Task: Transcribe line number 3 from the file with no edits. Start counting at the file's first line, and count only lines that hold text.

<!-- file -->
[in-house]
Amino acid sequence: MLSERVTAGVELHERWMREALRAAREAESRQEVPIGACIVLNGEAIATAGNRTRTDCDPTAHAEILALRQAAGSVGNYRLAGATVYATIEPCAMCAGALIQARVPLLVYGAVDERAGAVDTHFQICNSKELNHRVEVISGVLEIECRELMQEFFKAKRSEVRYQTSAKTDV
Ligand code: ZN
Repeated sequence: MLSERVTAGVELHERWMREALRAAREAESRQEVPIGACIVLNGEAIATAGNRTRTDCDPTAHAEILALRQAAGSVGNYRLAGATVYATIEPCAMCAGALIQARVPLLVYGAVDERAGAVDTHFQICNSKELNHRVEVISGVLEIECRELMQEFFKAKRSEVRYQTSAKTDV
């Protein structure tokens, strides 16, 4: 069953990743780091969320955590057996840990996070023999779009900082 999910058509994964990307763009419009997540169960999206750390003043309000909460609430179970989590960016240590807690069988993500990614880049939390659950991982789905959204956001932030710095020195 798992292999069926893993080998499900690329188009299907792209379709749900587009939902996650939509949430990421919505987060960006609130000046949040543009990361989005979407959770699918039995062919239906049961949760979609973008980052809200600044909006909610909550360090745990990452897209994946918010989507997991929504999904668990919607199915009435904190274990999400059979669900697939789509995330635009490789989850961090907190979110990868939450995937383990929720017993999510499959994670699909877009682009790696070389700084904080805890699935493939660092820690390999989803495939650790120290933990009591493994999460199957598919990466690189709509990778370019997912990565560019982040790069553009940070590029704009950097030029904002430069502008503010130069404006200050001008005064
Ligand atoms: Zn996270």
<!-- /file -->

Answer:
Ligand code: ZN